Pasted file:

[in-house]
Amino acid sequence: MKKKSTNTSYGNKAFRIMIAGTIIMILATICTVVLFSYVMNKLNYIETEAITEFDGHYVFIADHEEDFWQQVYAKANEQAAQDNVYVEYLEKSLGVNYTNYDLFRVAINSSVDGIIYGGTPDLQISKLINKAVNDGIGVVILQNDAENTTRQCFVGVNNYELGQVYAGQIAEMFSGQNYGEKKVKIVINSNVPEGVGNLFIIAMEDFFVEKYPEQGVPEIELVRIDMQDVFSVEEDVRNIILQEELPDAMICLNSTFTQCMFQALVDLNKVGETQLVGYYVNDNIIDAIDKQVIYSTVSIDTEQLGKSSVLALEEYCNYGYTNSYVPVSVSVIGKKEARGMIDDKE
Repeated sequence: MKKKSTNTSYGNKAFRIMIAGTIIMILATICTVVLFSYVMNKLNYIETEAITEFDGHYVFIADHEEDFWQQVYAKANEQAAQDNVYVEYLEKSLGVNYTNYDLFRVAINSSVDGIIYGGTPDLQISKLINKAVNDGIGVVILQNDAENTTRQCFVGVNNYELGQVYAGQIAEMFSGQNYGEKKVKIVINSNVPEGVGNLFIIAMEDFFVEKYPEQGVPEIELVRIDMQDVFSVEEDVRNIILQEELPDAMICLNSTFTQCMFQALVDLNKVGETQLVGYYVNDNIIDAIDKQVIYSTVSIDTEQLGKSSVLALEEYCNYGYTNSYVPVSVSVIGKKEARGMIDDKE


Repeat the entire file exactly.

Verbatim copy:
[in-house]
Amino acid sequence: MKKKSTNTSYGNKAFRIMIAGTIIMILATICTVVLFSYVMNKLNYIETEAITEFDGHYVFIADHEEDFWQQVYAKANEQAAQDNVYVEYLEKSLGVNYTNYDLFRVAINSSVDGIIYGGTPDLQISKLINKAVNDGIGVVILQNDAENTTRQCFVGVNNYELGQVYAGQIAEMFSGQNYGEKKVKIVINSNVPEGVGNLFIIAMEDFFVEKYPEQGVPEIELVRIDMQDVFSVEEDVRNIILQEELPDAMICLNSTFTQCMFQALVDLNKVGETQLVGYYVNDNIIDAIDKQVIYSTVSIDTEQLGKSSVLALEEYCNYGYTNSYVPVSVSVIGKKEARGMIDDKE
Repeated sequence: MKKKSTNTSYGNKAFRIMIAGTIIMILATICTVVLFSYVMNKLNYIETEAITEFDGHYVFIADHEEDFWQQVYAKANEQAAQDNVYVEYLEKSLGVNYTNYDLFRVAINSSVDGIIYGGTPDLQISKLINKAVNDGIGVVILQNDAENTTRQCFVGVNNYELGQVYAGQIAEMFSGQNYGEKKVKIVINSNVPEGVGNLFIIAMEDFFVEKYPEQGVPEIELVRIDMQDVFSVEEDVRNIILQEELPDAMICLNSTFTQCMFQALVDLNKVGETQLVGYYVNDNIIDAIDKQVIYSTVSIDTEQLGKSSVLALEEYCNYGYTNSYVPVSVSVIGKKEARGMIDDKE